The eight pieces presented here range from around five minutes to album side length, and give a listener a whole new world to get lost within. The shimmering textures that the listener is thoroughly immersed in seem to be created via walls of processed acoustic sounds with synthesizers supporting, with or without percussion, and then the melody instruments will emerge out of this fog, first subtly and then boldly, and carry each piece forward. At certain points the textures may subside and expose the melodic content to a greater degree, as a way of achieving a more powerful dynamic. Melodies within the mist tend to be repetitive, minimalist, and somewhat cyclical in nature, as each of the pieces proceed, garnering a strong and evident emotional content that is at once fresh, pervasive and dreamlike, much like a weightless walk through an limitless garden. All of these elements coalesce and commingle on all the pieces herein, but probably none more powerfully than “The Last Technicolor Dream,” where pristine and colorful melodies, almost sounding like the voices of angels, emerge out of a dark sonic miasma, with percussion soon to follow. Special note must be made of the adorning cover image by artist Kinga Britschgi, which fits the music perfectly, and packages this collection that was well over a year in the making. -Peter Thelen
Reviews Editor –
From Synth & Sequences
Another strong opus which blends the dark sides of Roach and Rich in a fascinating duel between Asian moods and world percussions.
A little of curiosity and tenacity are necessary to discover some beautiful pearls hidden behind a wall of soundscapes and of decorations of foggy atmospheres which wrap a tribal approach of the most syncretic. After an incursion in the mythical depths of the oceans with The Sleepwalker’s Ocean, the Sino-American sculptor of atmospheres proposes this time a heavy journey in the morphic DNA of the sun in Following the Ether Sun. Wrapped in a digipack size artwork, and the very beautiful illustration of which depicts marvelously the madness, as well as the complexity of the textures of atmospheres of the album, Following the Ether Sun is also poetic as its inspiration, either a quotation of Sir Francis Bacon; In order for the light to shine so brightly, the darkness must be present.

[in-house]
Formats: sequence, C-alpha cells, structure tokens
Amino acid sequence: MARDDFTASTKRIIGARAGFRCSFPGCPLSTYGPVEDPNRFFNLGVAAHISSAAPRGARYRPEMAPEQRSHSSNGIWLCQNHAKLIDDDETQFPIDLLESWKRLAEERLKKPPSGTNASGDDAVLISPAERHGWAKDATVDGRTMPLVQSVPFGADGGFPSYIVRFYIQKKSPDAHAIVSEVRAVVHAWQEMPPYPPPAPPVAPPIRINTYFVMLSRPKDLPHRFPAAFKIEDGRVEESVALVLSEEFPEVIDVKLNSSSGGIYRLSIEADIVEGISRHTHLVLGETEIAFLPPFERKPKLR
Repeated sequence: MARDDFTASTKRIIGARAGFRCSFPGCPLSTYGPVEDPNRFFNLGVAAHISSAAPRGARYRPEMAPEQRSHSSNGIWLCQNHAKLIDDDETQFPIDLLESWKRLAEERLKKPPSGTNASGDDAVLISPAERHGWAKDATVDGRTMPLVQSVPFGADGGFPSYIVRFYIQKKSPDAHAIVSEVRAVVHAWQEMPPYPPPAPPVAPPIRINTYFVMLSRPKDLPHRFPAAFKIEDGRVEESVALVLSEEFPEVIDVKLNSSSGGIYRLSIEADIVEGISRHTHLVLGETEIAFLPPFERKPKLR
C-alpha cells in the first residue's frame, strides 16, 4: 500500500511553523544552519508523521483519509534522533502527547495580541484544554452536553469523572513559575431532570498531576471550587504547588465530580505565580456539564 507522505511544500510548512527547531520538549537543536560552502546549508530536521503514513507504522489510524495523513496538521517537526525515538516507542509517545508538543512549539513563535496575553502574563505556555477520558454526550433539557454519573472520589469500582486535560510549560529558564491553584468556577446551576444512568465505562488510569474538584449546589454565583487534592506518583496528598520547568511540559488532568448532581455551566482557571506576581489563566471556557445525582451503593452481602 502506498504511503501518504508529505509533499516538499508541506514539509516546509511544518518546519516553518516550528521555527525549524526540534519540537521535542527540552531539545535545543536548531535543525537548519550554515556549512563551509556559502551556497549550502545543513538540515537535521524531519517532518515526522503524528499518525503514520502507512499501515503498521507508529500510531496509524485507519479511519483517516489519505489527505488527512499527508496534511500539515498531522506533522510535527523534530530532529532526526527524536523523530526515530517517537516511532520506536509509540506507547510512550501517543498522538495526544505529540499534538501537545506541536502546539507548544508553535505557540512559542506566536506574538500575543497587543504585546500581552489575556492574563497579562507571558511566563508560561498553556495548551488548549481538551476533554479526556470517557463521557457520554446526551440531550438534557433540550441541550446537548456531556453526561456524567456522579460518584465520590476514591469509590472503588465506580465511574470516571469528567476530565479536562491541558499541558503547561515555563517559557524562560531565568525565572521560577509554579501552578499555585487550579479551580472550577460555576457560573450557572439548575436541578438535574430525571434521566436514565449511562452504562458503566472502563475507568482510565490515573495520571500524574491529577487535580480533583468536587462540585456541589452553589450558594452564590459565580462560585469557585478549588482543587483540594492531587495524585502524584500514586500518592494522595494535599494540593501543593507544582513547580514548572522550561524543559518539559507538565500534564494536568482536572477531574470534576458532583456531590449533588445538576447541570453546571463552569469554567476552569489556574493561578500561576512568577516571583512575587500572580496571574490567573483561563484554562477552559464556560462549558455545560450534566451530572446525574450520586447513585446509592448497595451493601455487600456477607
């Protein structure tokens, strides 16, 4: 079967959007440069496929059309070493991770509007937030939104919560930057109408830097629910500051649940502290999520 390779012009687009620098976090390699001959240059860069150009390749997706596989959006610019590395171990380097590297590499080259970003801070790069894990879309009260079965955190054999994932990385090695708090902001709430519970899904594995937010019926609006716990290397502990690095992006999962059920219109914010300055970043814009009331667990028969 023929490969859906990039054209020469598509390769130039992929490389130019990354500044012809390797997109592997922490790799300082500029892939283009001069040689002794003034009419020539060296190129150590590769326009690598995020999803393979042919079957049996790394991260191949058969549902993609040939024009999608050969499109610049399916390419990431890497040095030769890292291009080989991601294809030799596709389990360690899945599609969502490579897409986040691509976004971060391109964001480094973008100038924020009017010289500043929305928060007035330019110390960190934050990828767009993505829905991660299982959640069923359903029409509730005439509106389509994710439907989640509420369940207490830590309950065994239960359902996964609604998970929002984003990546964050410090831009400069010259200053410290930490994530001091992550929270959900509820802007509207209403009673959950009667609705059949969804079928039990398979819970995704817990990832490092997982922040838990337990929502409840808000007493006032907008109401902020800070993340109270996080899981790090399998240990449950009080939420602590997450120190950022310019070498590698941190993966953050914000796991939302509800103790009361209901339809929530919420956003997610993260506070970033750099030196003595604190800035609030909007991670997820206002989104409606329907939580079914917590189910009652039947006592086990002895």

Molded in a heavy curtain of anesthetic mist, “On the Edge of a Moment” has difficulty in making its drums and world percussions heard which dance in synth lines perfumed of a flavor of trumpet, and/or saxophone so much the laments stretch out. The duel between the percussions and the intense esoteric strata obliges the listener to open his ears so much the mass of sound becomes impressive. At times one would say Mark Isham lost in a luciferin jungle where he meets Steve Roach in one finale as dark as his Immersion Series. The impact in a music room is rather intense and addicting.
The framework of dark moods remains omnipresent all around Following the Ether Sun, and it’s necessary to dive in order to hear those good moments here and there which glitter. Like these delicate carillons and this secret melody which pours throughout the meditative ambiguities of “Midnight Rain” where clink some fascinating aboriginal percussions. “Chiaroscuro”, just like “Receding Pool” and “Left of the Sky”, are passages of ambiospherical delicacy which hide soft passages of split up melodies and as so secret as in “Midnight Rain”. I like “Chiaroscuro” which gets closer for me of the Steve Roach’s soporific universe. After this delicacy weaved in the atmospheric stitches of “Chiaroscuro”, “The Last Technicolor Dream” wakes up in a bed of effects to propose a structure of rather suggestive ambient rhythm with a beautiful and vicious bass line of which the fat undulations are rippling below a thick cloud of percussions and of aboriginal jingles. Winds, and their absent voices, surround this fascinating dance which dives into a short phase of absenteeism before being reborn with all of its charms. A very beautiful title lost in a universe which will know how to charm the risky and insistent ears.
“Hinterlands” is a little bit in the same style, but with more luminosity and more Asian flavors in the movement, in particular with the Kushtar, the Japanese harp and the Chinese violins. The introduction of “A River in Retrograde” espouses the slowness of “Receding Pool” but with more luminosity in the ambiences. An ambient rhythm, as intense but less festive than “The Last Technicolor Dream”, infiltrates our ears after the door of 3 minutes. Tribal and exotic, the percussions are the bed of charms of this title where shine lines of synth which float such as multicolored clouds. “Left of the Sky” ends this last musical episode of Forrest Fang with a symphony of breezes and hollow winds of which the slow harmonies converge on an intense meditative phase. A documentary music on the drought of the oceans would not be more suited than here where get lost fragments of percussions over an arid universe.